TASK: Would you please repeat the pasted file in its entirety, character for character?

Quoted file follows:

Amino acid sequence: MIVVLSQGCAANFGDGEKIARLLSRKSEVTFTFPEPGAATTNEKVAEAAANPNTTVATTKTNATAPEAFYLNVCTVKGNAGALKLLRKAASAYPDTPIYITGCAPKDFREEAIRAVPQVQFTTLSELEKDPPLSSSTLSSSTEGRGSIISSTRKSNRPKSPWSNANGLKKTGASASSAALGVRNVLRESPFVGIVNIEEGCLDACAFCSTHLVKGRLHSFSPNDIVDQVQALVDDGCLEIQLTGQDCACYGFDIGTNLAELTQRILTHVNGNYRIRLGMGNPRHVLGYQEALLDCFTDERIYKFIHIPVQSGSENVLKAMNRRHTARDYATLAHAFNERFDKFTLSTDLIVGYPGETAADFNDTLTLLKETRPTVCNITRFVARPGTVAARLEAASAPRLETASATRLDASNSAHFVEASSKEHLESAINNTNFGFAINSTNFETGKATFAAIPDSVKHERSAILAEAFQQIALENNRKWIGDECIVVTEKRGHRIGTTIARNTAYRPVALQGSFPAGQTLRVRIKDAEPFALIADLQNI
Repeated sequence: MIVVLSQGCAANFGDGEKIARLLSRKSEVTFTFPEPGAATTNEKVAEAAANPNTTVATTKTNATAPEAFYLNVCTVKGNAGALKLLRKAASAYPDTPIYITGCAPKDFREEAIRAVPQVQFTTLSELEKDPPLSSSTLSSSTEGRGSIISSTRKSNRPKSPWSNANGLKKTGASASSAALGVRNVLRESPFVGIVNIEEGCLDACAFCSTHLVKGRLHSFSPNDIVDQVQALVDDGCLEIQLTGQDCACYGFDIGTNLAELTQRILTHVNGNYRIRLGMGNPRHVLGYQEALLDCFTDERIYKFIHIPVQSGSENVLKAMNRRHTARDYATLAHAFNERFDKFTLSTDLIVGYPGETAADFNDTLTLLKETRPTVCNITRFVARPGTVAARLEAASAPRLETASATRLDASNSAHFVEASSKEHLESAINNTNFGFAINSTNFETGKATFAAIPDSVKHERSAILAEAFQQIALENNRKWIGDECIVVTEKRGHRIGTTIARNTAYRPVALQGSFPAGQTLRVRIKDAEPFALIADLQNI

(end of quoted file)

Amino acid sequence: MIVVLSQGCAANFGDGEKIARLLSRKSEVTFTFPEPGAATTNEKVAEAAANPNTTVATTKTNATAPEAFYLNVCTVKGNAGALKLLRKAASAYPDTPIYITGCAPKDFREEAIRAVPQVQFTTLSELEKDPPLSSSTLSSSTEGRGSIISSTRKSNRPKSPWSNANGLKKTGASASSAALGVRNVLRESPFVGIVNIEEGCLDACAFCSTHLVKGRLHSFSPNDIVDQVQALVDDGCLEIQLTGQDCACYGFDIGTNLAELTQRILTHVNGNYRIRLGMGNPRHVLGYQEALLDCFTDERIYKFIHIPVQSGSENVLKAMNRRHTARDYATLAHAFNERFDKFTLSTDLIVGYPGETAADFNDTLTLLKETRPTVCNITRFVARPGTVAARLEAASAPRLETASATRLDASNSAHFVEASSKEHLESAINNTNFGFAINSTNFETGKATFAAIPDSVKHERSAILAEAFQQIALENNRKWIGDECIVVTEKRGHRIGTTIARNTAYRPVALQGSFPAGQTLRVRIKDAEPFALIADLQNI
Repeated sequence: MIVVLSQGCAANFGDGEKIARLLSRKSEVTFTFPEPGAATTNEKVAEAAANPNTTVATTKTNATAPEAFYLNVCTVKGNAGALKLLRKAASAYPDTPIYITGCAPKDFREEAIRAVPQVQFTTLSELEKDPPLSSSTLSSSTEGRGSIISSTRKSNRPKSPWSNANGLKKTGASASSAALGVRNVLRESPFVGIVNIEEGCLDACAFCSTHLVKGRLHSFSPNDIVDQVQALVDDGCLEIQLTGQDCACYGFDIGTNLAELTQRILTHVNGNYRIRLGMGNPRHVLGYQEALLDCFTDERIYKFIHIPVQSGSENVLKAMNRRHTARDYATLAHAFNERFDKFTLSTDLIVGYPGETAADFNDTLTLLKETRPTVCNITRFVARPGTVAARLEAASAPRLETASATRLDASNSAHFVEASSKEHLESAINNTNFGFAINSTNFETGKATFAAIPDSVKHERSAILAEAFQQIALENNRKWIGDECIVVTEKRGHRIGTTIARNTAYRPVALQGSFPAGQTLRVRIKDAEPFALIADLQNI